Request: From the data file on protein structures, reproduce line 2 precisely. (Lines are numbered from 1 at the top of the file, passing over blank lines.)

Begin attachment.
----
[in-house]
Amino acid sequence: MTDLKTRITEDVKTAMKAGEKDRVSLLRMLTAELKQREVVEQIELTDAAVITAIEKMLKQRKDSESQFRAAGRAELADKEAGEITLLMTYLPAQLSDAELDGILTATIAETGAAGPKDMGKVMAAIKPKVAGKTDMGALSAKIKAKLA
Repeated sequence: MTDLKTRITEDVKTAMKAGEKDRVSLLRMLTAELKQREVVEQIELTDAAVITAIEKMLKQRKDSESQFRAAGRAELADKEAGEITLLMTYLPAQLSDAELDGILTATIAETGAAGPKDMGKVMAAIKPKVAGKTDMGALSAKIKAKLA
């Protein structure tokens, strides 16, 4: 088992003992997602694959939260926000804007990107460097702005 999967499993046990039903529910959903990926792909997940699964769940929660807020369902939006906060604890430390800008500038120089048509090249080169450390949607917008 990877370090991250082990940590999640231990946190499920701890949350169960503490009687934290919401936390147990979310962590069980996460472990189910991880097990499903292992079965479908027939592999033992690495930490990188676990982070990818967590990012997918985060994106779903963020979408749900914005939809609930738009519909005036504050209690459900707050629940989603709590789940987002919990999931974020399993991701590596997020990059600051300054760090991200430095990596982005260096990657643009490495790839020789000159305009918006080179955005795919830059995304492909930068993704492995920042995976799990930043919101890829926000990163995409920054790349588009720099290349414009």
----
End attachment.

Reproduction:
Amino acid sequence: MTDLKTRITEDVKTAMKAGEKDRVSLLRMLTAELKQREVVEQIELTDAAVITAIEKMLKQRKDSESQFRAAGRAELADKEAGEITLLMTYLPAQLSDAELDGILTATIAETGAAGPKDMGKVMAAIKPKVAGKTDMGALSAKIKAKLA